Copyright, Music, My Stories, Stupidity

Ripped Off – Here Is My Middle Finger Salute

“Gettin’ ripped off, underpaid” ….. from “It’s A Long Way To The Top If You Wanna Rock ‘N’ Roll”

Bon Scott knew his stuff. For a person who had been trying to make it for a long time, he was well seasoned and experienced enough to come up with some great lyrics. He was a perfect fit to the youthism of the Young brothers. If you take the time to dig deep into his lyrics, you will notice a certain theme of being ripped off by promoters and record label execs, which is polar opposite to what artists are saying today. With so much backlash against streaming services and royalty payments, more and more artists are going on record to state that the “fan doesn’t support and respect music”.

So how can the music industry explain how bands that have performed live have not been paid the monies owed to them by the promoters?

The fans that supposedly “don’t support and respect music” purchased their $180 plus concert ticket. Surely this is a show of support to the acts on the bill that people value and respect music.

“So if you’ve got the money, we’ve got the sound,
You put it up and we’ll put it down,
If you got the dollar, we got the song,
Just wanna boogie woogie all night long” ….. from “Aint No Fun (Waiting Around To Be A Millionaire)”

For those that don’t know, the 2016 Soundwave Festival in Australia has been cancelled due to poor ticket sales. However, the roots of the problems go back. From the 2015 edition of Soundwave, a lot of bands are still owed money from their festival appearance.

For the full list, click on this link.

Here is a selection of a few;

The main artists;

  • Soundgarden — $2,132,075.00
  • Slipknot — $1,645,299.29
  • The Smashing Pumpkins — $1,267,446.43
  • Faith No More — $751,076.20
  • Marilyn Manson — $588,000.56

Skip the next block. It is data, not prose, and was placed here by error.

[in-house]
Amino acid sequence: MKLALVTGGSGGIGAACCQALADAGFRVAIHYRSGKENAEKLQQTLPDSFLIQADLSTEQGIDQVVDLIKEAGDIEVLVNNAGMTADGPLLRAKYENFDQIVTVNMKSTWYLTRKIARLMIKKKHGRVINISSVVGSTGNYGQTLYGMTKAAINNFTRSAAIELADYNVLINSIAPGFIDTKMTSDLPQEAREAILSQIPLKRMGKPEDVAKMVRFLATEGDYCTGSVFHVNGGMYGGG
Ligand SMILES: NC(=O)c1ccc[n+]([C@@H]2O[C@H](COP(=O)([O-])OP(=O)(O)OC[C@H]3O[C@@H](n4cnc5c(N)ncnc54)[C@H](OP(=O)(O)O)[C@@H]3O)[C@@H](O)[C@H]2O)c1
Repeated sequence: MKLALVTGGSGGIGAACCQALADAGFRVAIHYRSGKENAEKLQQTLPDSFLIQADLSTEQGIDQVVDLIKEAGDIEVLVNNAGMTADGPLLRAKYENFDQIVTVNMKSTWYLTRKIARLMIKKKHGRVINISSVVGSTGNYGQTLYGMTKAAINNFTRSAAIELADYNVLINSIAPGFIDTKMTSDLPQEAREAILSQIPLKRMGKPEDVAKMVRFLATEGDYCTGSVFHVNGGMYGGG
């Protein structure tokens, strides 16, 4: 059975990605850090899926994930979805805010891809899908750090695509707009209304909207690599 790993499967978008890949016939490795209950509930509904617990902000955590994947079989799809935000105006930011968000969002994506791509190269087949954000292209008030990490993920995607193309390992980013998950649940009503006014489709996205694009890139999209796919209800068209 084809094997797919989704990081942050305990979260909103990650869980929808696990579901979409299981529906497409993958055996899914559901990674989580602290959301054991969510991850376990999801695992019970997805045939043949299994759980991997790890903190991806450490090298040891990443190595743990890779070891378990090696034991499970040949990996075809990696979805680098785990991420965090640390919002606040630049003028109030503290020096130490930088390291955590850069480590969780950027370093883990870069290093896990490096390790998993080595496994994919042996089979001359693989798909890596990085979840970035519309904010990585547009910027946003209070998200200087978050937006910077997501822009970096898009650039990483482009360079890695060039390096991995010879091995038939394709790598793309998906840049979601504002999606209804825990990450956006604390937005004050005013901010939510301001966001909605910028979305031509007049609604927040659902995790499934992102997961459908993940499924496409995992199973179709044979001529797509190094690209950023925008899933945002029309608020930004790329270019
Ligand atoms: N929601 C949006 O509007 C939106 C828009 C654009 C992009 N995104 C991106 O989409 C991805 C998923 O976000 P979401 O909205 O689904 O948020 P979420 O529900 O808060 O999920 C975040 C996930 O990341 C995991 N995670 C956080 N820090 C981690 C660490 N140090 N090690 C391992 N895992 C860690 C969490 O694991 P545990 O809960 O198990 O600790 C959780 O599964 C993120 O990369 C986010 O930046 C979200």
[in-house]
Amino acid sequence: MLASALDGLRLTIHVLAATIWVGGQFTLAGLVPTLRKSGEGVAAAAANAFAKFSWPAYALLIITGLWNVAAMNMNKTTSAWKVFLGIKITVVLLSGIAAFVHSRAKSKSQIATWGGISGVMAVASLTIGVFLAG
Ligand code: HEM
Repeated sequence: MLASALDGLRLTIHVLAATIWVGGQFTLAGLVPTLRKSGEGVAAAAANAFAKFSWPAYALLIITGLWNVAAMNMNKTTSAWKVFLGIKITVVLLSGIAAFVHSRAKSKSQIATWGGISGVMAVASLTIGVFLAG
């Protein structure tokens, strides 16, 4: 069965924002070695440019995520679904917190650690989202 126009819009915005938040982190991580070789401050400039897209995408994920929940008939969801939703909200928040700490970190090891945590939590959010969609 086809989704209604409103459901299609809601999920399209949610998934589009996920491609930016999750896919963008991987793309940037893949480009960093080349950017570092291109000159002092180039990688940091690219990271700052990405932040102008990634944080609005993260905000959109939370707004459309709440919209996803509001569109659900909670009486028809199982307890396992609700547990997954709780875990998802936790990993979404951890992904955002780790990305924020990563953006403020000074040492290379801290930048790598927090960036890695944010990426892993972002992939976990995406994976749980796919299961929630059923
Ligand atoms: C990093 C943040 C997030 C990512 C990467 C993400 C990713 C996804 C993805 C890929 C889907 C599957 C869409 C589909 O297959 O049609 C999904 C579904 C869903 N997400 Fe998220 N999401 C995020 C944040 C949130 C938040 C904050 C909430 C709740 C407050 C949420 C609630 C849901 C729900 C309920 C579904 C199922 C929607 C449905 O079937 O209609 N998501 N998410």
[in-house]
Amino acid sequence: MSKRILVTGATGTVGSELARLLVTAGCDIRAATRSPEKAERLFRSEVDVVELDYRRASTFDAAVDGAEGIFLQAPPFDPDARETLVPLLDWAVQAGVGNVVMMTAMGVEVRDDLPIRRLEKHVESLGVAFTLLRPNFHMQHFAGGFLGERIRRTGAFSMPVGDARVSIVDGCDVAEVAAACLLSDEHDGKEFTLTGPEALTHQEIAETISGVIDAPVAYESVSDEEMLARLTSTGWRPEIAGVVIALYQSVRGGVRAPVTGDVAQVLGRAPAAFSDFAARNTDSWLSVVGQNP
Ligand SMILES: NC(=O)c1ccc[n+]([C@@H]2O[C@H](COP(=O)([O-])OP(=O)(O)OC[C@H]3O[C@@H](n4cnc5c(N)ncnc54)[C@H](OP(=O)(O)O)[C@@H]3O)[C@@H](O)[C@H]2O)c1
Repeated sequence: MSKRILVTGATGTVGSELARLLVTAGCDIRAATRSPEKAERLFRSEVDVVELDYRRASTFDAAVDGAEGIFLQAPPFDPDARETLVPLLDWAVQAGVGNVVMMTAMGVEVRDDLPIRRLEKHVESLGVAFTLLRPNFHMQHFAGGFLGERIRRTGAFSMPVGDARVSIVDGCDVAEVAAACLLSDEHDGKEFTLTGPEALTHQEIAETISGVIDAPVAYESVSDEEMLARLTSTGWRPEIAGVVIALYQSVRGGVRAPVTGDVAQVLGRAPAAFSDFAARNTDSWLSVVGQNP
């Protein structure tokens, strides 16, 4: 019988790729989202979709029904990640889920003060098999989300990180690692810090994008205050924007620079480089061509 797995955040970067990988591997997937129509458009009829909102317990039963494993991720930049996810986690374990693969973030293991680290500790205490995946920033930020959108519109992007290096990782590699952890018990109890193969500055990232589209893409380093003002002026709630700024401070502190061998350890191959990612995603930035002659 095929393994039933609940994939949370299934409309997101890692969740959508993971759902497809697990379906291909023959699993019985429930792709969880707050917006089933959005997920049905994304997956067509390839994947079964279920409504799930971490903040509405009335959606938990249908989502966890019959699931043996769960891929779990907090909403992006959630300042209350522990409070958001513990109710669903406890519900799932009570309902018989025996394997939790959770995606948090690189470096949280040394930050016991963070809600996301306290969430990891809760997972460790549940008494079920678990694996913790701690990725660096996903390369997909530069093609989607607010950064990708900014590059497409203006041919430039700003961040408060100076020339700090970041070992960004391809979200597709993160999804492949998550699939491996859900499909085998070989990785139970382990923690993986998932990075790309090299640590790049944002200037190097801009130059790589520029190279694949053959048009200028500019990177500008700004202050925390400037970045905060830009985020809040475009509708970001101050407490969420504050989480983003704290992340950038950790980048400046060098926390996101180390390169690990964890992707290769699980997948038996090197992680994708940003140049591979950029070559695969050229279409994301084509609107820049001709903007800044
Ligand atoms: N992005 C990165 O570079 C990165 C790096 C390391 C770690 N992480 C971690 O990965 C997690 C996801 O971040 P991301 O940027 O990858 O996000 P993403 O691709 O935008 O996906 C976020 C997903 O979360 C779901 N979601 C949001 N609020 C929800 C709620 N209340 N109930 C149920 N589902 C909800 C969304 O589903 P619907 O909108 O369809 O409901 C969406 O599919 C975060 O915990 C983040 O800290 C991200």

• Incubus — $571,428.58
  • Slash — $484,628.00
  • Fall Out Boy — $394,107.14
  • Judas Priest — $349,560.55
  • Ministry — $203,952.01
  • Godsmack — $200,000.00
  • Lamb of God — $161,323.33

The medium-sized and self-financed artists;

  • Papa Roach — $93,050.93
  • Steel Panther — $92,517.57
  • Fear Factory — $78,263.96
  • Apocalyptica — $65,601.90
  • Falling In Reverse — $54,064.98
  • Atreyu — $52,044.64
  • New Found Glory — $43,279.88
  • Nothing More — $35,000.00
  • Of Mice and Men — $29,040.00
  • Killer Be Killed — $24,513.00
  • Escape the Fate — $21,985.68
  • Dragonforce — $21,000.00
  • Monuments — $19,153.00
  • Animals as Leaders — $16,607.14
  • Nonpoint — $8,137.54
  • Ne Obliviscaris — $5,720.60

Commissions to an agency for organising acts;

  • Live Nation Worldwide, Inc — $1,180,325.56

That’s some serious dollars taken from the hard-working hands of the fans and not paid to the artists. You see, a fan believes that the act would be getting their cut. It’s an unwritten law that it will happen. The fan also knows that the promoter, venue and so forth would also get their cut. Which in a lot of cases is more than the acts cut.

“Living on a shoe string,
A fifty cent millionaire,
Open to charity,
Rock ‘n’ roller welfare” ….. from “Down Payment Blues”

Life is tough and when you don’t get paid, it’s even tougher, because we all have other commitments that we need to make. So are the fans to blame again for not supporting music.

Are the fans to blame when managers, promoters and record labels rip off the artists?

“It’s a song (“I Believe In You) I wrote a long time ago. Well a long time before it got put on a record, which is kind of a drag in a way because our original managers ripped us off for our publishing (on) the first two Yesterday and Today records. We haven’t received a penny publishing to this day from those two records. I wrote “I Believe in You” about the time they were managing us so when I put it on the “Earthshaker” record well after they were gone they still took my publishing and never gave me a cent for “I Believe In You”. Anyway it was written a long time ago about a break up that I had with a long-time relationship I had with a girl so the song inspired itself more or less.”
Dave Meniketti 

There is a lot of money to be made in music and the fans are spending. The fans respect music and value music. It’s a shame that the corporate entities that benefit largely from the music that artists create don’t value and respect music in the same way.

Unless Artists make a stand and take back their copyrights or organise better rates for themselves when they sell/license their rights to the corporations, then that copyright royalty pay rise will just end up with the corporate entity the artists sold their copyrights too.

SoundExchange, the organization that collects royalties is considering an appeal at the Copyright Tribunals decision to increase the royalty rate that Pandora and other stations needs to pay.